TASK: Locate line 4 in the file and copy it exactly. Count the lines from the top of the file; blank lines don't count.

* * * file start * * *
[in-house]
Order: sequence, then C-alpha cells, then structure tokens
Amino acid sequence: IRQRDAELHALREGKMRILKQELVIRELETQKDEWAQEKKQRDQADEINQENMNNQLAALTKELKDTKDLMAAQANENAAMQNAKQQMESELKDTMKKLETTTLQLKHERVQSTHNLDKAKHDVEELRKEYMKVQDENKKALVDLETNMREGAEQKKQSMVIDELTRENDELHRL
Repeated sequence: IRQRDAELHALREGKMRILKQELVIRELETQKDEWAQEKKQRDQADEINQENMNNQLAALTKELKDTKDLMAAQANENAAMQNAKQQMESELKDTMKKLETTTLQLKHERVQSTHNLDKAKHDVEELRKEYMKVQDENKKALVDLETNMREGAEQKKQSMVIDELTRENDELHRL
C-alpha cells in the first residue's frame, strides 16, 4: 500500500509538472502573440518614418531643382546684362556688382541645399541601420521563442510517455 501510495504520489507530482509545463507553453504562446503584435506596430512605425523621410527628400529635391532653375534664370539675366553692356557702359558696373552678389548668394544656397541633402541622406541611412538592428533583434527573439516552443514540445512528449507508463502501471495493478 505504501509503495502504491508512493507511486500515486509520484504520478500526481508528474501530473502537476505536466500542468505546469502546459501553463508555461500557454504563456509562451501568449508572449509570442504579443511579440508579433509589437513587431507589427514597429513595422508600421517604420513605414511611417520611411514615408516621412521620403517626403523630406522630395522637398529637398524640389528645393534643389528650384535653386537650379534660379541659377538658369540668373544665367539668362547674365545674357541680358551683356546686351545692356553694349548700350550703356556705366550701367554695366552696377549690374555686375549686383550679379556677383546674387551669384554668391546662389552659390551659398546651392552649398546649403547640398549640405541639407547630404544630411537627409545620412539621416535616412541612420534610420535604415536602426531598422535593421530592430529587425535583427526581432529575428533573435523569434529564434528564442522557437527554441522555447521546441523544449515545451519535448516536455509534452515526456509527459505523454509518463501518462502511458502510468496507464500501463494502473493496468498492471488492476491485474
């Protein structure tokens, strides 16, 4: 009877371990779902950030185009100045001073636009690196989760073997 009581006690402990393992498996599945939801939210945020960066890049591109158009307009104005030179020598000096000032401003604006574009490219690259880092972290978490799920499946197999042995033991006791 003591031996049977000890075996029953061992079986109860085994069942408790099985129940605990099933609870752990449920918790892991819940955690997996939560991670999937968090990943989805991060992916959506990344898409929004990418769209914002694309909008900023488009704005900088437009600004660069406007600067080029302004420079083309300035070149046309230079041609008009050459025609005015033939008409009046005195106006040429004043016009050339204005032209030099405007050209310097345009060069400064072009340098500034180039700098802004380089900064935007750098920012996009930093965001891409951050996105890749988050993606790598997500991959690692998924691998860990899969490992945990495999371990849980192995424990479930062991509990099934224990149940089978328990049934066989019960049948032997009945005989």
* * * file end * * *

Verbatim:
Repeated sequence: IRQRDAELHALREGKMRILKQELVIRELETQKDEWAQEKKQRDQADEINQENMNNQLAALTKELKDTKDLMAAQANENAAMQNAKQQMESELKDTMKKLETTTLQLKHERVQSTHNLDKAKHDVEELRKEYMKVQDENKKALVDLETNMREGAEQKKQSMVIDELTRENDELHRL